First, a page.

Technology or Biophilia?

Computers, unlike flesh-and-blood creatures, entirely lack the charms of spontaneity, playfulness, affection, sensuality, passionate attachment, and so forth.  Yet recent films, to my continued bafflement, offer bizarre scenarios of “intimate relatedness” between humans and synthetic sentients (for instance, “Her,” “Ex Machina”–and even more sickeningly, the human clones of “Never Let Me Go.”)  Two hundred years ago, the 19-year-old Mary Shelley showed more acute insight than today’s technophiles–by conjuring up a startlingly ironic contract between the coldly grandiose Dr. Frankenstein and his suffering and emotionally sensitive “monster.”

Whence this fascination with “artificial intelligence”—(dis)embodied, calculating ratiocinators which are presumed to be somehow superior to human fallibility and irrational emotions?  In the mid-19th century, Karl Marx diagnosed a “fetishism” of commodities, whereby humans project their alienated, atrophied qualities and capacities into the very products of their creativity.  (Marx analogized from the notion of “primitive man,” carving a wooden effigy of his “god”—and then worshiping this fetish as somehow endowed with supra-human powers.) Anthropologists had also postulated that the earliest stage of religiosity was “animism”—the projection of “consciousness” into such inanimate forms as rivers and mountains.  Only much later, the pioneering anthropologist Edward B. Tylor wrote, did such “primitive” animism develop gradually into nature-deities, and, eventually, anthropomorphized gods and goddesses.

In a previous short piece “The Twilight of Technolatry,” I suggested (hopefully) that since the products of 20th century technologies caused nuclear and chemical disasters on such an unprecedented scale — not to mention a minor glitch called “global warming” — widespread disillusionment with technological innovations, per se, could lead to reduced energy-consumption, less (superfluous) goods, and less reliance on technology in general.  Yet if we characterize technolatry as an (awestruck) over-valuation of the technical mediation of human experience, then this “religion” — however false and destructive — has now almost superseded less “efficacious” forms of worship.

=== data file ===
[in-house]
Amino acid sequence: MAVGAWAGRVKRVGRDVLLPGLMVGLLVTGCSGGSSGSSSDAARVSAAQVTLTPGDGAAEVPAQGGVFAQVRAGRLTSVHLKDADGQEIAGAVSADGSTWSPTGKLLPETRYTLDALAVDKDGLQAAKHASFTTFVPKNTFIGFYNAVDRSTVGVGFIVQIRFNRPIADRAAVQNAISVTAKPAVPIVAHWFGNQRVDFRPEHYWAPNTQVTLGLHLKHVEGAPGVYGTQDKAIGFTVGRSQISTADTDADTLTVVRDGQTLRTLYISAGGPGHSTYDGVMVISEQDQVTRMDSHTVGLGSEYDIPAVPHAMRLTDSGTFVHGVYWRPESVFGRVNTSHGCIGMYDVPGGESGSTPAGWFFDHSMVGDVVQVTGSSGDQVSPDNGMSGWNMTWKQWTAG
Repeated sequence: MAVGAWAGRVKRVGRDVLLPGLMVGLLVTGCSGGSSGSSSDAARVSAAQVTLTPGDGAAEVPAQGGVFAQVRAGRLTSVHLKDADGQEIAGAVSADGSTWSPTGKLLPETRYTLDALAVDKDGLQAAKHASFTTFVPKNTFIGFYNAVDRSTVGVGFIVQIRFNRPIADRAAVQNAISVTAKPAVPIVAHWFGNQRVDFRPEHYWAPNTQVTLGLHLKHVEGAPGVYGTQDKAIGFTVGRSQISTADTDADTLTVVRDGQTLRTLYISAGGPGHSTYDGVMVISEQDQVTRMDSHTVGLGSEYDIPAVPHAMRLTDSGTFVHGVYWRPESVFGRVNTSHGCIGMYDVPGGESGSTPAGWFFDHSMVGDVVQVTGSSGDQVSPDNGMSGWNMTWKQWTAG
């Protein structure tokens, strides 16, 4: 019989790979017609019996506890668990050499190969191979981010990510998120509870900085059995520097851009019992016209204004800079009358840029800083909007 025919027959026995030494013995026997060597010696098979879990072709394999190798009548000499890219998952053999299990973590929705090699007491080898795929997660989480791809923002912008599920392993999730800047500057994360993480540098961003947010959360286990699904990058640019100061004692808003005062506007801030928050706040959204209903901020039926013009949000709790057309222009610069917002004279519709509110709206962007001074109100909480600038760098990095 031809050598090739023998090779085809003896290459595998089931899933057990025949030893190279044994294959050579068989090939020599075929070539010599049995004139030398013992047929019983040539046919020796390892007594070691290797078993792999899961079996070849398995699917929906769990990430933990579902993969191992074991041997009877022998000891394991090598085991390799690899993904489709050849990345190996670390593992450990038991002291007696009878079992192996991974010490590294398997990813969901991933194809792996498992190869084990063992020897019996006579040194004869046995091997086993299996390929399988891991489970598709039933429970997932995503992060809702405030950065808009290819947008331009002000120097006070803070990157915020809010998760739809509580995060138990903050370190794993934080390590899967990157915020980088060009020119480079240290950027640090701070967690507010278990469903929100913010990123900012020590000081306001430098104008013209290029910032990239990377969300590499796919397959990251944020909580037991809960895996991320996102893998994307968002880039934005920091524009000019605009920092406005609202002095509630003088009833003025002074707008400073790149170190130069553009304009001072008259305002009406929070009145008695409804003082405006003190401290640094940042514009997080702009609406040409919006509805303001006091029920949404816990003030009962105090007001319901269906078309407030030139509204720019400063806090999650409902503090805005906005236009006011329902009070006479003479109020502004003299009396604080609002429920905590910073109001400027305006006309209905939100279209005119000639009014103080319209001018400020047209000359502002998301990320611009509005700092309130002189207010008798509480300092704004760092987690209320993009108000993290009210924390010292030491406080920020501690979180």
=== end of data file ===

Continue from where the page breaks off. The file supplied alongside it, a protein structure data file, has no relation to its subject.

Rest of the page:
Of course, venture-capital always seeks to invent new (but false) “needs”—of late, relentlessly marketing and promoting the latest technical gadgets and devices.  (In 1993, only 5 million people in the U. S. found it necessary to use a “cellular phone.”)   But also, as in the case of “primitive magic,” as people have felt increasingly stymied and trapped, they have turned in desperation to more “ritual techniques” (in this case, “empowering” gadgets).  As the late Theodore Roszak perceptively wrote, such “techno-hubris” has also been a historical byproduct of an urbanized existence, whereby countless millions of people, cut off from the natural world, have increasingly shared certain delusions about the omnipotence of Capital, the Market, and the State.

In perhaps his best book, Where the Wasteland Ends: Politics and Transcendance in Post-Industrial Society (1972), Roszak called for a revitalization of a Romantic-aesthetic sensibility, akin to that of the 18th century poets Goethe and Blake, as a healing alternative to the utilitarian-mechanistic “scientism” which produced industrialism and its disastrous consequences.  In the Nineties, Roszak championed a new field of “ecopsychology,” whereby people may re-awaken stunted feelings — of rootedness in an evolved, natural world — and thereby feel the necessary love and devotion for it to find a militant commitment to environmental activism and related initiatives.  The pioneering ethologist Konrad Lorenz, deploring the aesthetically barren, lifeless moonscape of modern cities, also hoped that younger generations would recapture a deep reverence for wild nature and biodiversity–by embracing “de-urbanization.”

To paraphrase Leonardo da Vinci: to understand and preserve the natural world, one must first learn to love it (“biophilia”).

William Manson is the author of The Psychodynamics of Culture (Greenwood Press). Read other articles by William.